Insomnia symptoms mediate association between PTSD, hypertension
Symptoms of insomnia appear to have an influence on the association between hypertension and post-traumatic stress disorder (PTSD), according to a recent study involving young and middle-aged Veterans. Difficulty in falling and staying asleep, as well as related distress, appear to be harmful for cardiovascular health in this population.
An association existed between PTSD symptom severity and hypertension (r, 0.09; p<0.001). In addition, PTSD symptom severity and hypertension each correlated with the following insomnia symptoms: difficulty falling asleep, difficulty staying asleep, and worry/distress about sleep problems (PTSD: rs, 0.58–0.62; p<0.001; hypertension: rs, 0.07–0.10; p<0.001).
Of note, a latent variable derived from insomnia symptoms negotiated 9 percent of the relation between PTSH symptom severity and hypertension (p=0.02).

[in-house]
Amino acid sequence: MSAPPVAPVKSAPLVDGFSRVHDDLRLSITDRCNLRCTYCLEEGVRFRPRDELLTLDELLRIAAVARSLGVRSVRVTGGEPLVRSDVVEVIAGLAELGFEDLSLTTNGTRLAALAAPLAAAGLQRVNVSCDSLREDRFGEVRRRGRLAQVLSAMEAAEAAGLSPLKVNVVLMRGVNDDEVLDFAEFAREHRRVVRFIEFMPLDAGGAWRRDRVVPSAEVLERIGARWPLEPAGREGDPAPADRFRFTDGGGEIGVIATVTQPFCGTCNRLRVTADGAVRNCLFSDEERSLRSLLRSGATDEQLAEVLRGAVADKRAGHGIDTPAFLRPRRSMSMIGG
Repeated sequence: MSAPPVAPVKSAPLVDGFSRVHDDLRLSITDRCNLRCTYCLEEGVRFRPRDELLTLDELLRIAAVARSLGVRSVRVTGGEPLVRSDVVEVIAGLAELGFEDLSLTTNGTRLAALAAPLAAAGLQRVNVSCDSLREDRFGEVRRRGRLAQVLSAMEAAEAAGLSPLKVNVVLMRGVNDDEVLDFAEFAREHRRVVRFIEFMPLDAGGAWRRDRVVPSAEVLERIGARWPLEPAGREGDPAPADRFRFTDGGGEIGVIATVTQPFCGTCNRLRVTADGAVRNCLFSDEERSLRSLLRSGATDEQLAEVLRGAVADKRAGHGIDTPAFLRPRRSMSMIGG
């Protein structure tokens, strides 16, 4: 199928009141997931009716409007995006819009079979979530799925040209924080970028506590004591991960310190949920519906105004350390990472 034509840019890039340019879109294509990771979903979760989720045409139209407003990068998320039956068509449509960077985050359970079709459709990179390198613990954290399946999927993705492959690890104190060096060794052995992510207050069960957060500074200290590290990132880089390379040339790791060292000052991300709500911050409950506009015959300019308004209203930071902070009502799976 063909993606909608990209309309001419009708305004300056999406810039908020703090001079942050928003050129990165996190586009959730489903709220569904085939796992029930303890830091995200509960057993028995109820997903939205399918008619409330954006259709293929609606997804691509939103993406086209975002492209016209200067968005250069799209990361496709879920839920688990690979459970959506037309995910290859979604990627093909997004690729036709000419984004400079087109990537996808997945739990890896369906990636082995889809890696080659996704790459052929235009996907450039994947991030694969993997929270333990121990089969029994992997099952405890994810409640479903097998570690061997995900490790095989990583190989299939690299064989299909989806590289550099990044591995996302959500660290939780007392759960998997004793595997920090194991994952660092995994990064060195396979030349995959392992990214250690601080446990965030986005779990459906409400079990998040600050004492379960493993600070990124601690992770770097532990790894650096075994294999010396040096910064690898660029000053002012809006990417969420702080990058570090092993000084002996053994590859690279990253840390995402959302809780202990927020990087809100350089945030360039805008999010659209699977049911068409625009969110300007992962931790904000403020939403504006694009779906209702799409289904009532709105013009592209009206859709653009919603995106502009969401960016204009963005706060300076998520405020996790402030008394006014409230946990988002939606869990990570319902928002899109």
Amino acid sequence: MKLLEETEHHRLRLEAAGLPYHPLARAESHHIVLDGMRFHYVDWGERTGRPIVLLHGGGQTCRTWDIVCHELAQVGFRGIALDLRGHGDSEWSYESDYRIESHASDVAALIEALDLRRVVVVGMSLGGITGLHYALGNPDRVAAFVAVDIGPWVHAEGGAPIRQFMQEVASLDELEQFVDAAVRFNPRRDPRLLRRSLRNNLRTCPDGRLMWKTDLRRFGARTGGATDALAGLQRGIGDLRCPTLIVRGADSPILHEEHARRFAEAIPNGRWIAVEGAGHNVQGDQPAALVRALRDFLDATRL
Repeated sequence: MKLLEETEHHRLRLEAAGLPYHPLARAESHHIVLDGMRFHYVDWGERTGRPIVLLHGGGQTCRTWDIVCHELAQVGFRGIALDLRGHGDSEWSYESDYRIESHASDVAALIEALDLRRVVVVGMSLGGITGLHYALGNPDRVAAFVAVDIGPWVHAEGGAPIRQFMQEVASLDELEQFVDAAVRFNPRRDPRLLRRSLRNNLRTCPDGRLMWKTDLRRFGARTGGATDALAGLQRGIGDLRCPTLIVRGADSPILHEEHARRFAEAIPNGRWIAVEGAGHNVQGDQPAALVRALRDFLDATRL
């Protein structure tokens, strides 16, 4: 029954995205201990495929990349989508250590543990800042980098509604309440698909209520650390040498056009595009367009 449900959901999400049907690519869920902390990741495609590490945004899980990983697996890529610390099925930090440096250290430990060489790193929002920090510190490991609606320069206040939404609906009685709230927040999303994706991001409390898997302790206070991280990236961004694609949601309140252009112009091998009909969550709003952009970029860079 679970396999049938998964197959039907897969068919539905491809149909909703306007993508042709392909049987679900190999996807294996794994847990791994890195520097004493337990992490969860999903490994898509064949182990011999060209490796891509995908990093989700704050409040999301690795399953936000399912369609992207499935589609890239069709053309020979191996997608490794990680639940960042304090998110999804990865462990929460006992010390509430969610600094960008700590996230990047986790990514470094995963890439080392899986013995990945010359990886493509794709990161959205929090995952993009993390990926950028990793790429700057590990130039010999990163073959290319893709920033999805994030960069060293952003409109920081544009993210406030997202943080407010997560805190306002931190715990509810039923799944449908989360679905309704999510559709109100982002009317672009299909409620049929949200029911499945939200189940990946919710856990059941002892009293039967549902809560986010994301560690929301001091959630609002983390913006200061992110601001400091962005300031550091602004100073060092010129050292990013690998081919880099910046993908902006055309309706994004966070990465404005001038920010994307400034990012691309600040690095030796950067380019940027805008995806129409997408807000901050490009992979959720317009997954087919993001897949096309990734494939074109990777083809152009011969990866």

“Longitudinal data is required to further investigate the associations between PTSD, insomnia and hypertension,” the authors said.
In this study, self-report survey and electronic health record data from 1,109 participants in the Women Veterans Cohort Study (mean age, 43.8 years; 52 percent women) were analysed to evaluate the cross-sectional associations between PTSD symptom severity, recent symptoms of insomnia and hypertension, defined as self-reported treatment for high blood pressure in the last year.
Structural equation modelling was used to determine whether insomnia symptoms mediate the association between PTSD and hypertension.
“PTSD is associated with incident hypertension,” the authors said. “Although this relationship is poorly understood, PTSD is also associated with insomnia symptoms, which increases the risk for hypertension.”